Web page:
I’m back in the groove this week (sort of) with posting, but I’m sorry I’ve been a bit absent lately. It has been crazier than usual around here. We have had lots of projects going on around the house, plus I have signed on to way more freelance projects that I can probably handle.
I have lots of exciting things to share with you in the upcoming weeks. One just happened this past weekend and it was H’s 2nd birthday party.
I’m also gearing up for our annual Halloween party. This will be the first time we are hosting it at our new house in Connecticut, so the stakes are high. I want to do it bigger and better than ever before, plus this time around we have the outdoors to decorate as well.
And finally, but not least, I have joined an exciting group called the Craft Exchange #craftXCHallenge. We were fortunate enough to get sponsorship from Martha Stewart Crafts #marthastewart and so we have some amazing materials to work with.
This has been a bit of challenge for me. I basically have to make five of my project using the following: flocking powder, decoupage, and fringe scissors. I think I’ve figured out a fun way of integrating all of these materials together, but if you have any ideas, please send them my way. Once I do figure out what I’m making and then actually make it, I’ll be sure to share the final product here with you. Stay tuned!
Dinosaurs are anything but extinct in this mini terrarium. Not into dinosaurs? Use soldiers, farm animals, bugs, fairies, or any other figurines your kids might like. Have a small glass jar? No problem, just make sure you use a smaller plant like a succulent, or you can have it slightly sticking out like I did. Have a massive container? Still not a problem, use a few different plants and characters to fill the space. The key is to have fun and find a plant and glass vessel that will work together to make a magical diorama.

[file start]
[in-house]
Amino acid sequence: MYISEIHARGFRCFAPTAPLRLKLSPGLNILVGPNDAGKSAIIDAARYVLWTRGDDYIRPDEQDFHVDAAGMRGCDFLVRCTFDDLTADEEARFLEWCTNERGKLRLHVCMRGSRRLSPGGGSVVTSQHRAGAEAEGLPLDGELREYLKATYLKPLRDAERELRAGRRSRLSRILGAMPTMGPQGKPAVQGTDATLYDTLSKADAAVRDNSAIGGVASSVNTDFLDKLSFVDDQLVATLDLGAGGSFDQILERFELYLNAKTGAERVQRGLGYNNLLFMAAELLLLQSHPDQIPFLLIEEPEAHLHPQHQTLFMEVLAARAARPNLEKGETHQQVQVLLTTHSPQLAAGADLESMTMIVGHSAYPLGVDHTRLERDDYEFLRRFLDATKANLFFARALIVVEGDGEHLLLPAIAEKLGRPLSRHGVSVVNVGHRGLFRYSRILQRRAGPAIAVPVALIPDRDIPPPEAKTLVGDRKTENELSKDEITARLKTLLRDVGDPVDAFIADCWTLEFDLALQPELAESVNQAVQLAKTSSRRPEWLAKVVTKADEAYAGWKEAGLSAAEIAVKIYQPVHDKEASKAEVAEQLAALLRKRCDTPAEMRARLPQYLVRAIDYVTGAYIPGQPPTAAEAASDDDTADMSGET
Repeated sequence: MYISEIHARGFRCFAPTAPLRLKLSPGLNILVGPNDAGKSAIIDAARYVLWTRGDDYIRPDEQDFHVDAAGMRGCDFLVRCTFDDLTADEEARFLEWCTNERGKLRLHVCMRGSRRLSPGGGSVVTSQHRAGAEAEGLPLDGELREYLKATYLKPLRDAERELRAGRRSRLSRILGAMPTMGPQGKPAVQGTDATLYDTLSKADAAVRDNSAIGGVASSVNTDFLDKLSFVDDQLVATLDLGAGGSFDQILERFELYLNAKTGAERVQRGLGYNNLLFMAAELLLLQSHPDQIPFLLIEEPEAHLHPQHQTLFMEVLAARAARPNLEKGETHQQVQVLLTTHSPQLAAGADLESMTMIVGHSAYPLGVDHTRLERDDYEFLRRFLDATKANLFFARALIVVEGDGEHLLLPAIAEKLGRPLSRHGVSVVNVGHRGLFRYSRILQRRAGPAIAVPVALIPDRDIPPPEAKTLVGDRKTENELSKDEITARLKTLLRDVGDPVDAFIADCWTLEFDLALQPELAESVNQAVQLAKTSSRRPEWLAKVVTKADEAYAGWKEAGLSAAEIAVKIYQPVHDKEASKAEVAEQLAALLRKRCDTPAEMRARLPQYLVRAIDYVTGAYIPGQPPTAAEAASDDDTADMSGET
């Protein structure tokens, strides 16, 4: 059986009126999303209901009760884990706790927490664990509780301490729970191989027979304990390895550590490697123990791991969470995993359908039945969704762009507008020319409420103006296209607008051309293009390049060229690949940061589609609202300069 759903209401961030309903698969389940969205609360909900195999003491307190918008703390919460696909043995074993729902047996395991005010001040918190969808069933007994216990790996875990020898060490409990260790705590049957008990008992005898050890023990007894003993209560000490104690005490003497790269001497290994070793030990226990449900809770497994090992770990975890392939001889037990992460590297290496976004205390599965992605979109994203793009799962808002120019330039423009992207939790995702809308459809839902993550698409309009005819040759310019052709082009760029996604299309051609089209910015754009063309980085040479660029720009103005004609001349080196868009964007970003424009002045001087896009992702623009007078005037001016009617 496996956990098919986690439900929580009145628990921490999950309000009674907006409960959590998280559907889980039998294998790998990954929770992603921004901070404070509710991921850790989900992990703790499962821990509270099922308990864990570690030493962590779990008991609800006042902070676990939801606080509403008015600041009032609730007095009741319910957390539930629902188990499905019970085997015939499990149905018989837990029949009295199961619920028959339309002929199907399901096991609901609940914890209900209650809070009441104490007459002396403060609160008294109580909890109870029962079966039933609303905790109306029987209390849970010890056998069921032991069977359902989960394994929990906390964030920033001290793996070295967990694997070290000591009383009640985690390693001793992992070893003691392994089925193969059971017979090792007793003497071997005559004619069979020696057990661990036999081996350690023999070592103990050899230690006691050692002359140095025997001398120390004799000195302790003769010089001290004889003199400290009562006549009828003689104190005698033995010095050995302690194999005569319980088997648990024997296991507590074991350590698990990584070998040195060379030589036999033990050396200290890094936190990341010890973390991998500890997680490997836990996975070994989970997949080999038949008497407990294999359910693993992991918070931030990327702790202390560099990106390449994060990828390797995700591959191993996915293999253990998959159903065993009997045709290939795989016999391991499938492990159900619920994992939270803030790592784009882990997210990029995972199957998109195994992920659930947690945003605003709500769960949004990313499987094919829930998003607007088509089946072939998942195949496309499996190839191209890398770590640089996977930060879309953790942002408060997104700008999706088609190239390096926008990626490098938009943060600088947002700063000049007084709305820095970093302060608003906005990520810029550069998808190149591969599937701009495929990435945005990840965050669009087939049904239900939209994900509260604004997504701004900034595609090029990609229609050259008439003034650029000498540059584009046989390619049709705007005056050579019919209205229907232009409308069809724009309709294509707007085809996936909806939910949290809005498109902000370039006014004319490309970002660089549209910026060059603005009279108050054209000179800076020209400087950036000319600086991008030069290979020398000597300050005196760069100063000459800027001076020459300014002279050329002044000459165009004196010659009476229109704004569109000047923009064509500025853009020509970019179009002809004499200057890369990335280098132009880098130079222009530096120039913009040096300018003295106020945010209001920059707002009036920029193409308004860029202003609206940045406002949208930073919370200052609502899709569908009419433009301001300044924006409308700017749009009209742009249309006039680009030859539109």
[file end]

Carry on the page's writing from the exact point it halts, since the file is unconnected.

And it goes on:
Materials for Terrarium DIY
Glass vessel – this can be anything from a mason jar to a large container
Potting soil or dirt from your backyard
Small, plastic figurines – I used miniature dinosaurs Water and sunlight
Craft glue or glue stick
How to Make the Terrarium
1. Get your hands dirty and fill your glass vessel 1/3 to 1/2 way with dirt. You may want to do this project outside, dirt plus kids equals messy fun, but I don’t have to tell you that.
2. Dig a small hole in the center and place your plant in it. Cover with dirt and water it. Repeat this process in several spots in the dirt if you’re using more than one plant.
3. Place figurines around the plants. You can have them peeking out, hiding, or front and center. Be creative!
Other Ideas to Customize Your Terrarium:
- Cut out a rainbow, sun, clouds, or raindrops and glue them to the inside of the container.
- Put a miniature plastic bird, pterodactyl, or monkey in the leaves of the plant.
- Add rocks, twigs, and other greenery from your backyard.
- Add colorful sand on top of the dirt to add more dimension and interest to your terrarium.
I’m not a big fan of the traditional mouse pads you can buy at office supply stores. I just don’t think they’re very stylish and there aren’t a whole lot of options to choose from, so I decided to make my own based on an idea that a co-worker of mine at Martha came up with.
I bought this piece of teal leather from Michael’s, which was only $6.00, used my fabric scissors to cut a shape of my choosing, and now I have a stylish and sophisticated pad for my mouse.
You could also do the same thing with a larger piece of leather if you wanted to make a desk blotter.
This past week H and I and our friends went strawberry picking at Jones Farm in Shelton, CT.
We had a great time and got some delicious berries, but a few things done ahead of time made this the great trip that it was.
1. We went early in the morning so it wasn’t too hot and it wasn’t too crowded.
2. We dressed appropriately. Comfy shoes and long sleeves and pants so we didn’t get itchy or scratched by anything. But make sure it’s an outfit that you don’t mind if it gets stained.